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Michael Evans

They list ingredients, nutritional value and entice people to buy some of their favorite beverages. But those thin plastic labels also put thousands of people to work all over the world, including several dozen here in West Virginia.

Klöckner Pentaplast

Klöckner Pentaplast, founded in Germany in 1965, is the world’s leading producer of films for pharmaceutical, medical devices, food, electronics, and general-purpose packaging applications. It has 17 facilities in 11 countries, including 6 in the United States. Klöckner Pentaplast opened its production plant in Beaver, West Virginia, in the spring of 2000.

“One of our main products is film for shrink-sleeve labels. These are film labels that have high-impact graphics and conform to the shape of a bottle,” said site manager Michael Evans. “The film is sold to our customers who design and print the graphics, then shrink the label to the bottle.”

The location in Beaver made it an easy choice when company officials were scouting spots for a new production facility.

“The big advantage for us is that we’re conveniently located near two major interstate highways. Interstate 77 is north-south and Interstate 64 is east-west,” Evans said. “Those highways not only provide access to customers on the East Coast, but also customers in the Midwest. It’s a great stepping off point.”

Seventy people who work at the plant in Beaver help generate more than a billion dollars in worldwide sales. Evans credits those numbers to a workforce that’s dedicated to the company’s success.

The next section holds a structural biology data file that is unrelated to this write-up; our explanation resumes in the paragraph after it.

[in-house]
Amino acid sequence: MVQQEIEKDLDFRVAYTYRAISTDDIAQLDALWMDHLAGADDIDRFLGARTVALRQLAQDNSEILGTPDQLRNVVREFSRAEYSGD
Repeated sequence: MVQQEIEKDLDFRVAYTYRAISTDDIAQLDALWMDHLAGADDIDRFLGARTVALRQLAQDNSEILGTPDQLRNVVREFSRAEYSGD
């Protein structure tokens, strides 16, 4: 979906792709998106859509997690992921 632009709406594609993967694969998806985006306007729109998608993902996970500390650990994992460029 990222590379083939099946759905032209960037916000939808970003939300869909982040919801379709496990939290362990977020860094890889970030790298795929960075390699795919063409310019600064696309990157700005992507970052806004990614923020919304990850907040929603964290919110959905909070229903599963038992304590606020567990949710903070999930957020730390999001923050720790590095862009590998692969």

“Every person understands our goals and expectations and how we need to run our business,” he said. “Our employees come up with new and innovative ways to tackle challenges they encounter in manufacturing.” Innovation at the state level has also contributed to Klöckner Pentaplast’s prosperity.

“The changes that we’ve seen over 11 years in West Virginia, such as the privatization of worker’s compensation and the WorkForce West Virginia training programs, have really increased our stability. That creates a basis for long-term viability,” Evans said. “We have a very skilled workforce. We don’t expect somebody to come off the street and understand how to manufacture our films. It takes a period of time to get used to the equipment and facility. The stable economic environment in the state allows us to bring in a developed and mature workforce. That is critical when you look 20 years down the road.”

Evans is looking forward to his own future in the Mountain State. He’s lived all over the East, and now he’s proud to call West Virginia home.

“I have never, anywhere I’ve lived, found better, more down-to-earth people than those in West Virginia,” he said. “There’s a low cost of living and it’s close to anything you could ever want to do. My wife and I are so glad our daughter is growing up in an area where there’s a slower pace of life. We love it here.”

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